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Designers: Shanghai Astronomy Museum will be world's biggest planetarium

By
Don Jacobson
The Milky Way rises above the Cerro Tololo Observatory near La Serena, Chile, on July 1, 2019. File photo by Joe Marino/UPI
The Milky Way rises above the Cerro Tololo Observatory near La Serena, Chile, on July 1, 2019. File photo by Joe Marino/UPI | License Photo

July 12 (UPI) -- China's new Shanghai Astronomy Museum, set to open next week, will be the world's largest planetarium in terms of building scale, its American designers said Monday.

"At 420,000 square feet, the new astronomical branch of the Shanghai Science and Technology Museum will be the largest museum worldwide solely dedicated to the study of astronomy," Ennead Architects of New York City said in a website post.

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The massive new museum will open Sunday after successfully completing a test run last week, the state-run press agency Xinhua reported.

Situated in a pilot free trade zone known as the Lingang Special Area, the museum will house temporary and permanent exhibits, a 78-foot solar telescope, an observatory, an optical planetarium, an education and research center and a "digital sky theater."

Its programming will include immersive environments, artifacts and instruments of space exploration and educational exhibits.

But to Ennead, the design of the museum's buildings is the most striking element.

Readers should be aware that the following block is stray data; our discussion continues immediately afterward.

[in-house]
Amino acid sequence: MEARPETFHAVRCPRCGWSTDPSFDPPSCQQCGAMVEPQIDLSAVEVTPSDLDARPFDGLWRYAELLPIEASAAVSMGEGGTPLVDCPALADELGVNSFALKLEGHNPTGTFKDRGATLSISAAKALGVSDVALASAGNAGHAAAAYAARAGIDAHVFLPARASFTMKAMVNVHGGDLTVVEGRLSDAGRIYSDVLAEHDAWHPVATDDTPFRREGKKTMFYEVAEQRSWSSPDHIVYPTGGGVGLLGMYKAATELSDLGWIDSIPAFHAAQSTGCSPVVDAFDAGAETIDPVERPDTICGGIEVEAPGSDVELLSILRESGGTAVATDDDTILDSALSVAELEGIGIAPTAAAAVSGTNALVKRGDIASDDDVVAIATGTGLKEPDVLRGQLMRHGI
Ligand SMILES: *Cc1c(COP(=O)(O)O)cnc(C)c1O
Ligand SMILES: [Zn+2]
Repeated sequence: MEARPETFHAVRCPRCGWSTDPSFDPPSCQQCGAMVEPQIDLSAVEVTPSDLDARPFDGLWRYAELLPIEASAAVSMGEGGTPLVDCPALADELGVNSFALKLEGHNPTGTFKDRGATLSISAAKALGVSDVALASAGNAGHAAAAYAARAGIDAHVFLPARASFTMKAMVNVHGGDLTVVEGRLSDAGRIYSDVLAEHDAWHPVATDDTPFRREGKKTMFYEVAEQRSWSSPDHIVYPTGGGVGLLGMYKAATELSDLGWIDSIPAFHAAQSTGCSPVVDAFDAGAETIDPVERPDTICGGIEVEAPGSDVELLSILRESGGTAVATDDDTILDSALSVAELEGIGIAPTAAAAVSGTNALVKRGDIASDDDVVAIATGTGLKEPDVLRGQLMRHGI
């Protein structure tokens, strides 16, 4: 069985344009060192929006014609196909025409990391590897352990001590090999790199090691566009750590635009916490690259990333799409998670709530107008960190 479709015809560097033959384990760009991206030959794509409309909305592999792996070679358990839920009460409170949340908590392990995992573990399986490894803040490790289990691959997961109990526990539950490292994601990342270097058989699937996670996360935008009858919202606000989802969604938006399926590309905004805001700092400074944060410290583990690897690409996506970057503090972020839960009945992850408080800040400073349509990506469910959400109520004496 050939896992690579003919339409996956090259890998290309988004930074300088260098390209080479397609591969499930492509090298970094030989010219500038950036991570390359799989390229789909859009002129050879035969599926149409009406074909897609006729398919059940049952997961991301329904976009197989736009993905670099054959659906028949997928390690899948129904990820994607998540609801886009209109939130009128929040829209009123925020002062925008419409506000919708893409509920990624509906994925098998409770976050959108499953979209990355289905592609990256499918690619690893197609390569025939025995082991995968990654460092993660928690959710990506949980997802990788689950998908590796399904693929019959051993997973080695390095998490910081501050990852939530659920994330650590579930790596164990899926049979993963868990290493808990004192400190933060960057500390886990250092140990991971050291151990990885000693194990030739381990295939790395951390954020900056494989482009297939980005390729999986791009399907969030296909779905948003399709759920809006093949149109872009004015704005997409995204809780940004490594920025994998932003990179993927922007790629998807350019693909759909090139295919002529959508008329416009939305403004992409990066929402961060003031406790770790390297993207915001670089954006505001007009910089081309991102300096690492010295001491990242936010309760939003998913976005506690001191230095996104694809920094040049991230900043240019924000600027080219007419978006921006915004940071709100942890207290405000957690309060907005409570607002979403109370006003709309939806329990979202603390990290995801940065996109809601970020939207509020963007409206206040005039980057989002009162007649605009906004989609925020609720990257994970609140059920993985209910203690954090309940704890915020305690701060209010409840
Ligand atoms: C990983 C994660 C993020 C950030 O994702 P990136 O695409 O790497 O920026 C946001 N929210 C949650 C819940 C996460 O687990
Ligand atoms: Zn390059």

The architecture features three principal forms -- the Oculus, the Inverted Dome and the Sphere -- with each acting as "functioning astronomical instruments, tracking the sun, moon, and stars and reminding visitors that our conception of time originates in distant astronomical objects."

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"In linking the new museum to both scientific purpose and to the celestial references of buildings throughout history, the exhibits and architecture will communicate more than scientific content: they will illuminate what it means to be human in a vast and largely unknown universe," Ennead design partner Thomas Wong said in the release.

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This June 9, 2005 NASA false-color picture shows the supernova remnant of Cassiopeia A. This image is made up of images taken by NASA's, Spitzer Space Telescope, Hubble Space Telescope and the Chandra X-ray Observatory. UPI/NASA | License Photo

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